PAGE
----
Did Schizopolis in some sense represent a final break with the independent film world?

I wasn’t sure how to react to the lack of interest. I knew it was an odd movie, but it wasn’t like we were asking for money; we just wanted somebody to put it out. I didn’t realize how much the independent film world was shifting in that period, 1996-97. It’s totally shifted to the point where I don’t even know what you call that stuff anymore. When a film like Chris Nolan’s Memento cannot get picked up, to me independent film is over. It’s dead.

During this transitional period, why did you get involved in so many side projects — rewriting Mimic and Nightshift, directing a play, working on the Richard Lester book, and executive-producing The Daytrippers (96) and Pleasantville (98)?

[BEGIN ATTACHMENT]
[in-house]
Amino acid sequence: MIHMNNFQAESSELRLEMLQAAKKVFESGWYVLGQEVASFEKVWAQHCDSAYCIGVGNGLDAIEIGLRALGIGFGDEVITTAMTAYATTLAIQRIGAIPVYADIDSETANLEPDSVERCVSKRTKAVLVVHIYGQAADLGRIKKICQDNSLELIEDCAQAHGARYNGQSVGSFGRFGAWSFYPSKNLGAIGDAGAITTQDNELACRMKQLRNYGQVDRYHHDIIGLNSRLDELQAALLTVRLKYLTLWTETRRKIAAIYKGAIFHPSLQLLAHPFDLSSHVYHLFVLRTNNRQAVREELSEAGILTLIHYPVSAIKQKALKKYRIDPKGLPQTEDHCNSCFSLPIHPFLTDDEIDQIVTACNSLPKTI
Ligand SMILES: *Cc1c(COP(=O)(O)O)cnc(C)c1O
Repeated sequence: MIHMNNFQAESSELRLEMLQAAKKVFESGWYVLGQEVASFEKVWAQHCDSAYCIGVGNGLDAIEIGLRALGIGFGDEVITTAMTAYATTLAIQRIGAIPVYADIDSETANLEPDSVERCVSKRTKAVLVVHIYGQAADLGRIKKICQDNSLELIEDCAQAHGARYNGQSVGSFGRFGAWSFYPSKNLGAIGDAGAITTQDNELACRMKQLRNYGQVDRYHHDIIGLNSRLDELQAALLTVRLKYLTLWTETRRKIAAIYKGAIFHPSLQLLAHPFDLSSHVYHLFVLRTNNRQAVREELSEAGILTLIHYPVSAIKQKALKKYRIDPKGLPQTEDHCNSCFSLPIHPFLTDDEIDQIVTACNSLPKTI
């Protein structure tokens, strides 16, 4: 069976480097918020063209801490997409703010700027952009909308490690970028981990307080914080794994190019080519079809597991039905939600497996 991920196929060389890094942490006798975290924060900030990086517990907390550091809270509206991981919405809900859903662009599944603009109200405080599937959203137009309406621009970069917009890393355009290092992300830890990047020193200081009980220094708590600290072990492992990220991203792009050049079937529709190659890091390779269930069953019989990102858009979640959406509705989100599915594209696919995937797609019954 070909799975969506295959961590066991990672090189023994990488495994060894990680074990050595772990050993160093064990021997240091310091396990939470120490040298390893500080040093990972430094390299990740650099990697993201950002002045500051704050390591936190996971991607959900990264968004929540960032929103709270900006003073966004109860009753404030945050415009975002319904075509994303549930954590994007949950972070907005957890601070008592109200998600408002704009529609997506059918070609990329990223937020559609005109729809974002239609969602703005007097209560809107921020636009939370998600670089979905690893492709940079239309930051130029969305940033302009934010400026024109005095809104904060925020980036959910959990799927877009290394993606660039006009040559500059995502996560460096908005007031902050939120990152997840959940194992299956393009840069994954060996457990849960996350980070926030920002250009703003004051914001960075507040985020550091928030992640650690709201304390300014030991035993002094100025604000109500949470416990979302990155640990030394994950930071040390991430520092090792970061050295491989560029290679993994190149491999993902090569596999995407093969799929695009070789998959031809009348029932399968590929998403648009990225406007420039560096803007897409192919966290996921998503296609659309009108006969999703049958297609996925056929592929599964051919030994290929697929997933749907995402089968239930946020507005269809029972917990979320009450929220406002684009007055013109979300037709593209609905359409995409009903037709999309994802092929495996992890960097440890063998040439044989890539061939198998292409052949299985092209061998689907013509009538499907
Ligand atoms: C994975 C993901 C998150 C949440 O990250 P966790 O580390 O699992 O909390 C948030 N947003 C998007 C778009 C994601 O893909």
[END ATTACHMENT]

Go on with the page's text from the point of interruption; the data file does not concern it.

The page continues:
It seemed like the way to go at the time. I guess I didn’t feel confident enough to be searching in a big public way. I was very content at the time to toil in obscurity on things that I thought might point me in certain directions or teach me certain things — not knowing what that would be. I was trying to figure out what I should be doing. I don’t consider myself to be particularly gifted in the way that other filmmakers are gifted. I’m not the guy who hits .360 and is a 20-game winner and strikes out 15 guys a game. I’m more like a good utility player, who, when he’s given the odd opportunity, delivers in a way that makes you think he’s integral to the team when in fact he’s just really good at making it seem that way — good morale booster, solid hitter, solid fielder, but not exceptional. That’s what I’m good at. I look at other filmmakers and see skills in them that I wish I had but I know that I don’t. I feel like I have to work really hard to keep myself afloat, doing what I do. But I find it pleasurable.